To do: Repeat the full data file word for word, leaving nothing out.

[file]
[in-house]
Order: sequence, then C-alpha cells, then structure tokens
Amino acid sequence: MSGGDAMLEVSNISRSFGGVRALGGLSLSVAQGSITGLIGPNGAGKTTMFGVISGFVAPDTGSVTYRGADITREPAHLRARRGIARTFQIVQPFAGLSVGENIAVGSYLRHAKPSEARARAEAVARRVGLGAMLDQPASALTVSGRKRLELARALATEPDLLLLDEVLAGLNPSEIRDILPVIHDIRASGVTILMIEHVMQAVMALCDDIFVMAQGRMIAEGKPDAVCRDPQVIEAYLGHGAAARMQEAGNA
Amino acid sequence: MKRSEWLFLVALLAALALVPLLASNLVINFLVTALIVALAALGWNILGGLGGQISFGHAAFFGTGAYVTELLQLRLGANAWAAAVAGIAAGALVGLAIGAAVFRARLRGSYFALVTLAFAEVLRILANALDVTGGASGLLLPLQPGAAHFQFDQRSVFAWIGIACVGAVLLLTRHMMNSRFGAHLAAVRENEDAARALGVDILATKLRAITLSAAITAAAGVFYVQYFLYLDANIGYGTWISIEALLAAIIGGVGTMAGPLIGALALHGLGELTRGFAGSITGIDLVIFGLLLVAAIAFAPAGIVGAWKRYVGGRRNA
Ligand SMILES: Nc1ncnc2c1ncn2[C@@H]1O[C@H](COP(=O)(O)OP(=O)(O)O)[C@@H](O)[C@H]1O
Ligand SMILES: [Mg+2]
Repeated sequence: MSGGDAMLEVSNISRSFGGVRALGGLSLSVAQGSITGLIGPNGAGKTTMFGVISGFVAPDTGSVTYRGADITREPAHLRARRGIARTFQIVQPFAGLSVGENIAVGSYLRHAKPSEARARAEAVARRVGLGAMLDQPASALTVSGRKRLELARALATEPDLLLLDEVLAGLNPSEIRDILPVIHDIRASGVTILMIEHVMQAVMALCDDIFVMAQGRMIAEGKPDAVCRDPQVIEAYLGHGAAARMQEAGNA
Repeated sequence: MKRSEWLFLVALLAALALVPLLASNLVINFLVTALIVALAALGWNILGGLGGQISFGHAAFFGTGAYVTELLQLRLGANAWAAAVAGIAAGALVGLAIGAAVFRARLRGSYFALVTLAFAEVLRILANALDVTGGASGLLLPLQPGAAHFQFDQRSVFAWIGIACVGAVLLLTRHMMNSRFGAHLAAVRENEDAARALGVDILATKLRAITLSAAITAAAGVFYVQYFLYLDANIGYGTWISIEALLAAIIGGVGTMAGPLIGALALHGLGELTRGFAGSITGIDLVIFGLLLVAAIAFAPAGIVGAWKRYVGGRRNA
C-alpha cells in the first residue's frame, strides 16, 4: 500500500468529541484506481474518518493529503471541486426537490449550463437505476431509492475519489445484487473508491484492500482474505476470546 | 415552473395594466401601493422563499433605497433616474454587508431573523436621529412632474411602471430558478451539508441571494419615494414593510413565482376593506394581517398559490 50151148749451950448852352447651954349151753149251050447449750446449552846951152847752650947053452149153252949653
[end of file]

[in-house]
Order: sequence, then C-alpha cells, then structure tokens
Amino acid sequence: MSGGDAMLEVSNISRSFGGVRALGGLSLSVAQGSITGLIGPNGAGKTTMFGVISGFVAPDTGSVTYRGADITREPAHLRARRGIARTFQIVQPFAGLSVGENIAVGSYLRHAKPSEARARAEAVARRVGLGAMLDQPASALTVSGRKRLELARALATEPDLLLLDEVLAGLNPSEIRDILPVIHDIRASGVTILMIEHVMQAVMALCDDIFVMAQGRMIAEGKPDAVCRDPQVIEAYLGHGAAARMQEAGNA
Amino acid sequence: MKRSEWLFLVALLAALALVPLLASNLVINFLVTALIVALAALGWNILGGLGGQISFGHAAFFGTGAYVTELLQLRLGANAWAAAVAGIAAGALVGLAIGAAVFRARLRGSYFALVTLAFAEVLRILANALDVTGGASGLLLPLQPGAAHFQFDQRSVFAWIGIACVGAVLLLTRHMMNSRFGAHLAAVRENEDAARALGVDILATKLRAITLSAAITAAAGVFYVQYFLYLDANIGYGTWISIEALLAAIIGGVGTMAGPLIGALALHGLGELTRGFAGSITGIDLVIFGLLLVAAIAFAPAGIVGAWKRYVGGRRNA
Ligand SMILES: Nc1ncnc2c1ncn2[C@@H]1O[C@H](COP(=O)(O)OP(=O)(O)O)[C@@H](O)[C@H]1O
Ligand SMILES: [Mg+2]
Repeated sequence: MSGGDAMLEVSNISRSFGGVRALGGLSLSVAQGSITGLIGPNGAGKTTMFGVISGFVAPDTGSVTYRGADITREPAHLRARRGIARTFQIVQPFAGLSVGENIAVGSYLRHAKPSEARARAEAVARRVGLGAMLDQPASALTVSGRKRLELARALATEPDLLLLDEVLAGLNPSEIRDILPVIHDIRASGVTILMIEHVMQAVMALCDDIFVMAQGRMIAEGKPDAVCRDPQVIEAYLGHGAAARMQEAGNA
Repeated sequence: MKRSEWLFLVALLAALALVPLLASNLVINFLVTALIVALAALGWNILGGLGGQISFGHAAFFGTGAYVTELLQLRLGANAWAAAVAGIAAGALVGLAIGAAVFRARLRGSYFALVTLAFAEVLRILANALDVTGGASGLLLPLQPGAAHFQFDQRSVFAWIGIACVGAVLLLTRHMMNSRFGAHLAAVRENEDAARALGVDILATKLRAITLSAAITAAAGVFYVQYFLYLDANIGYGTWISIEALLAAIIGGVGTMAGPLIGALALHGLGELTRGFAGSITGIDLVIFGLLLVAAIAFAPAGIVGAWKRYVGGRRNA
C-alpha cells in the first residue's frame, strides 16, 4: 500500500468529541484506481474518518493529503471541486426537490449550463437505476431509492475519489445484487473508491484492500482474505476470546 | 415552473395594466401601493422563499433605497433616474454587508431573523436621529412632474411602471430558478451539508441571494419615494414593510413565482376593506394581517398559490 50151148749451950448852352447651954349151753149251050447449750446449552846951152847752650947053452149153252949653